In the early hours of 1 January 1998 Ben Smart and Olivia Hope, two young partygoers in the Marlborough Sounds, were in a water taxi looking for a place to crash. They vanished and were never seen again. The investigation transfixed the nation, and led to the conviction of Scott Watson for murder. Directed for TV3 by John Keir (Flight 901: The Erebus Disaster), this 2002 documentary revisits the case from the perspective of two fathers — Gerald Hope and Chris Watson — and brings them together for the first time to talk about whether Scott Watson is guilty.
The Lorenz family have been making wine in southern Germany for 300 years. This documentary centres on winemaker Almuth Lorenz, who in 1982 left the family estate in Germany's Rheinhessen wine region to start a new life in Marlborough. Grapes had been grown in Rheinhessen for centuries; but in Marlborough, there is more chance to experiment. As this episode reveals, German settlers have been arriving in Marlborough since the 1840s. We also meet other more recent German immigrants: a young family, and a man attracted to the freedom and beauty of Golden Bay.
On 16 February 1986 a Russian cruise line, the Mikhail Lermontov, struck rocks off Cape Jackson in the Marlborough Sounds. The ship carried 408 mostly elderly Australian passengers, and a crew of 330. The ship drifted and eventually sank in Port Gore; one Russian sailor died. This Lynton Diggle-directed documentary was shot in the months that followed, as the camera followed dive teams into the black depths of the vessel. Their task in hazardous conditions was to salvage oil from the wreck, and preserve Marlborough's coastline.
Heartland host Gary McCormick visits French Pass in the Marlborough Sounds, where he attends the local sports day, and visits a couple who have lived on remote D'Urville Island for 46 years. Pat and Phil Aston met on the mainland, but have lived their whole married life on D'Urville, where Phil has helped her nine children through Correspondence School, and Pat has done everything from fishing to putting up power lines. At the French Pass sports day, McCormick takes in an Army battle re-construction and an assortment of running races.
Duggan - Sins of the Fathers is the second of two telefeatures starring a brooding, charismatic John Bach as a city detective, drawn into a Marlborough Sounds murder mystery. Marion McLeod conceived the show; Donna Malane and Ken Duncum were nominated for an NZ Television Award for this script. The turquoise waters of the Sounds (shot by Leon Narbey) make for an evocative setting where Duggan, drawn by the irresistible allure of explosions and an unsolved case, investigates the murder of a convicted rapist. The late Michele Amas plays pathologist Jennifer Collins.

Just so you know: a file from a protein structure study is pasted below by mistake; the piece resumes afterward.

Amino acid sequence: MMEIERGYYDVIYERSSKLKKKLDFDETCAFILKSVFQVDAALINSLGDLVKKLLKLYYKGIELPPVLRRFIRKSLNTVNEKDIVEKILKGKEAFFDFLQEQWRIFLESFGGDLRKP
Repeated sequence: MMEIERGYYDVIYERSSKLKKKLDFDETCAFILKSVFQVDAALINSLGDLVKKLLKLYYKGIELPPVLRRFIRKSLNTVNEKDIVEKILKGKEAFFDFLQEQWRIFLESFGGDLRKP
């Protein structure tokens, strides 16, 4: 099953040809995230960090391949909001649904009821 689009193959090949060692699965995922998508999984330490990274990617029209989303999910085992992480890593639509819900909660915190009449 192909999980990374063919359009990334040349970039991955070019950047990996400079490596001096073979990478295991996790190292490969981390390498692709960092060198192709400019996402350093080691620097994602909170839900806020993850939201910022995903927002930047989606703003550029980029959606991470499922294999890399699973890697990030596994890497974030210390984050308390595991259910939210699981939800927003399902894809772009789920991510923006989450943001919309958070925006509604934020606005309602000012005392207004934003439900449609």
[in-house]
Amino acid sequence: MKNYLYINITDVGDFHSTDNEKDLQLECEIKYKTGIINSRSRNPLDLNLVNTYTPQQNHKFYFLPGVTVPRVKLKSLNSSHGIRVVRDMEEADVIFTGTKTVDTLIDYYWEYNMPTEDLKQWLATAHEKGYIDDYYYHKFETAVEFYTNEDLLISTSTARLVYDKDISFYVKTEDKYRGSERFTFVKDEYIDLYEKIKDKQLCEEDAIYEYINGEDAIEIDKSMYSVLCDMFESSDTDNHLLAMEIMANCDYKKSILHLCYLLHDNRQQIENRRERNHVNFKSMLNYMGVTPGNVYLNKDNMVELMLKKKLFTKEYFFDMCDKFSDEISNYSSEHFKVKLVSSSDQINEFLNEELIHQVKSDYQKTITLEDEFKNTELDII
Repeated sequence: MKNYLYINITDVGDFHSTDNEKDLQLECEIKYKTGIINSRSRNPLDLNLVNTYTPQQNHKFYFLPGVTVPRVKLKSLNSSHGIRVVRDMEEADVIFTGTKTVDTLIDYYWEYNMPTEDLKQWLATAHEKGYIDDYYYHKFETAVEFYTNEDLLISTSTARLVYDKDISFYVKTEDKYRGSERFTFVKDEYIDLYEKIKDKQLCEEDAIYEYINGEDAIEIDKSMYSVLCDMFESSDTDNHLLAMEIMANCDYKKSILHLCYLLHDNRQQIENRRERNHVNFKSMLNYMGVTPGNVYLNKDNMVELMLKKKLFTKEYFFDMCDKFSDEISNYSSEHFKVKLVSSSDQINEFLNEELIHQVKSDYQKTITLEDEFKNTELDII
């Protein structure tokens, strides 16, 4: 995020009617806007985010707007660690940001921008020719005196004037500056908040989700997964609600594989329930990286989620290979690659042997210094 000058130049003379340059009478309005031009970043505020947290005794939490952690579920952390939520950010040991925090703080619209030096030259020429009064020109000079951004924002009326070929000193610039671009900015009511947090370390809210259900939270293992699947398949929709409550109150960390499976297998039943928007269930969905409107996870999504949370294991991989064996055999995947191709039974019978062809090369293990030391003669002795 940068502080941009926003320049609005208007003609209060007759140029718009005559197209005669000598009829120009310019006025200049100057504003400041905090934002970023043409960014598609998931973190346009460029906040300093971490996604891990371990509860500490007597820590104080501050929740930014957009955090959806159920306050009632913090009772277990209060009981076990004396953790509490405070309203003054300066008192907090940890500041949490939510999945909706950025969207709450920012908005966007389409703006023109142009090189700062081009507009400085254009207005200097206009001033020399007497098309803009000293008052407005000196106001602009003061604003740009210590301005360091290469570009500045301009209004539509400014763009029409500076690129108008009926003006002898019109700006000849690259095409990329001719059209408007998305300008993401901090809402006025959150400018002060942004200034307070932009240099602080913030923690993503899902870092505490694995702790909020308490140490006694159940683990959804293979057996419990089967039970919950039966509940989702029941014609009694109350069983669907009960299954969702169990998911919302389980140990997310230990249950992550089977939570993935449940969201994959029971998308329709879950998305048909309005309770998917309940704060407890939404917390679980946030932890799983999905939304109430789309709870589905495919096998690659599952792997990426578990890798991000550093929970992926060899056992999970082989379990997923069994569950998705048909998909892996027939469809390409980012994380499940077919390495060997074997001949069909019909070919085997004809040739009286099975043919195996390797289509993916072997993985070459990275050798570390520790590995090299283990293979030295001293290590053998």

For the third series of this TVNZ kidult drama, the location moved from the Hauraki Gulf to the Marlborough Sounds, where there's also plenty of water for floatplane and speedboat thrills (and an explosion). Brothers Peter, Nik and Hape — the "sea urchins" — attempt to foil a thuggish gang of tuatara and kākāriki smugglers, led by cravat-wearing evil mastermind, Carl. The urchins are aided on the ground and in the air by a young Rebecca Gibney (the Packed to the Rafter's star's first major TV role), while future broadcaster and Wiggle Robert Rakete plays Nik.
A kārearea named Fern handles the storytelling duties in this child-friendly documentary about New Zealand’s only falcon. Fern (voiced by ex Māori TV newsreader Kimiora Kaire-Melbourne) introduces some of the other kārearea who live at the Marlborough Falcon Trust, then brings out her human friend Diana, who sadly “can’t fly yet”. Fern and Diana meet a group of children and show them the aerobatics of Aotearoa’s only endemic raptor species, while talking about the threats the falcons face. The trust aims to ensure the endangered birds have a future.
When Frenchman Daniel Le Brun moved to New Zealand in the 1970s, he decided the wine was "nothing short of garbage". Fast forward nearly 40 years later, and Kiwi vino has gained respect and prestige around the globe; especially Marlborough's sauvignon blanc. A Seat at the Table asks whether Aotearoa wine truly deserves its top table status. The film provides a visual feast of wineries in France and New Zealand. Interviewees include English wine critic Jancis Robinson and wine wholesaler Stephen Browett. The film premiered at the 2019 NZ International Film Festival.
This 1949 episode of the National Film Unit’s Weekly Review newsreel series goes on a jaunty whistle-stop tour across the country. It takes off on TEAL’s new flying boat (Ararangi), from Wellington’s Evans Bay on a cruise over to the Marlborough Sounds and back. We then stop to smell the tulips on a South Canterbury tulip farm; before revving up for dusty motorhead bliss in Whanganui as a swarm of motorcyclists contest the Motorcycle Grand Prix. The reel pulls up in an Auckland factory for a fascinating look at the manufacture of glamourous nylon stockings.
This National Film Unit film follows Nobel Prize-winning scientist Ernest Rutherford, from farm boy in the Marlborough Sounds to leading Cambridge University's legendary Cavendish Laboratory. Described by Einstein as "a second Newton", Rutherford was one of the founders of modern atomic physics. Director David Sims pays special attention to Rutherford's colonial upbringing and education, and how it encouraged him to experiment. The atom-splitter famously said of Kiwi ingenuity, "we don't have the money, so we have to think". Rutherford is voiced by actor Grant Tilly.